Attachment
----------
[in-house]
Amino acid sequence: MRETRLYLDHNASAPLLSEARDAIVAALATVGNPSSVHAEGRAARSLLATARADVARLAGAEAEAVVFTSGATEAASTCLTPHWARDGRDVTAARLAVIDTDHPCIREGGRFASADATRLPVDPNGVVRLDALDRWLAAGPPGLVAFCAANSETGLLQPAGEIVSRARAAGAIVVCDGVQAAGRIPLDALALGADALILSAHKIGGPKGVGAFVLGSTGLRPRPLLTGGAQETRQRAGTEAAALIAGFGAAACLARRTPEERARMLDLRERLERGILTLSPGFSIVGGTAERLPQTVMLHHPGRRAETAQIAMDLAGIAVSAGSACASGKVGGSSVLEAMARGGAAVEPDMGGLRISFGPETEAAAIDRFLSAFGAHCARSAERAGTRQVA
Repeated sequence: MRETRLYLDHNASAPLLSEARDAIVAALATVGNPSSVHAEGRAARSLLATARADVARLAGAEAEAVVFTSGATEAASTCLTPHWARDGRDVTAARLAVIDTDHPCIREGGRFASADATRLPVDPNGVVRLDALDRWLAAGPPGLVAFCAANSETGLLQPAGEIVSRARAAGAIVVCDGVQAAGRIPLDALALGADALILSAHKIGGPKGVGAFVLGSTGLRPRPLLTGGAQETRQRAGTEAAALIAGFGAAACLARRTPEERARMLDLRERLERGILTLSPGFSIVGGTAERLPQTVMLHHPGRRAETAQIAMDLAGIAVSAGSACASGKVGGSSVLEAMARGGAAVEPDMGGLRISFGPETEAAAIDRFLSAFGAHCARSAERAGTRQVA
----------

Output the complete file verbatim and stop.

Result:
[in-house]
Amino acid sequence: MRETRLYLDHNASAPLLSEARDAIVAALATVGNPSSVHAEGRAARSLLATARADVARLAGAEAEAVVFTSGATEAASTCLTPHWARDGRDVTAARLAVIDTDHPCIREGGRFASADATRLPVDPNGVVRLDALDRWLAAGPPGLVAFCAANSETGLLQPAGEIVSRARAAGAIVVCDGVQAAGRIPLDALALGADALILSAHKIGGPKGVGAFVLGSTGLRPRPLLTGGAQETRQRAGTEAAALIAGFGAAACLARRTPEERARMLDLRERLERGILTLSPGFSIVGGTAERLPQTVMLHHPGRRAETAQIAMDLAGIAVSAGSACASGKVGGSSVLEAMARGGAAVEPDMGGLRISFGPETEAAAIDRFLSAFGAHCARSAERAGTRQVA
Repeated sequence: MRETRLYLDHNASAPLLSEARDAIVAALATVGNPSSVHAEGRAARSLLATARADVARLAGAEAEAVVFTSGATEAASTCLTPHWARDGRDVTAARLAVIDTDHPCIREGGRFASADATRLPVDPNGVVRLDALDRWLAAGPPGLVAFCAANSETGLLQPAGEIVSRARAAGAIVVCDGVQAAGRIPLDALALGADALILSAHKIGGPKGVGAFVLGSTGLRPRPLLTGGAQETRQRAGTEAAALIAGFGAAACLARRTPEERARMLDLRERLERGILTLSPGFSIVGGTAERLPQTVMLHHPGRRAETAQIAMDLAGIAVSAGSACASGKVGGSSVLEAMARGGAAVEPDMGGLRISFGPETEAAAIDRFLSAFGAHCARSAERAGTRQVA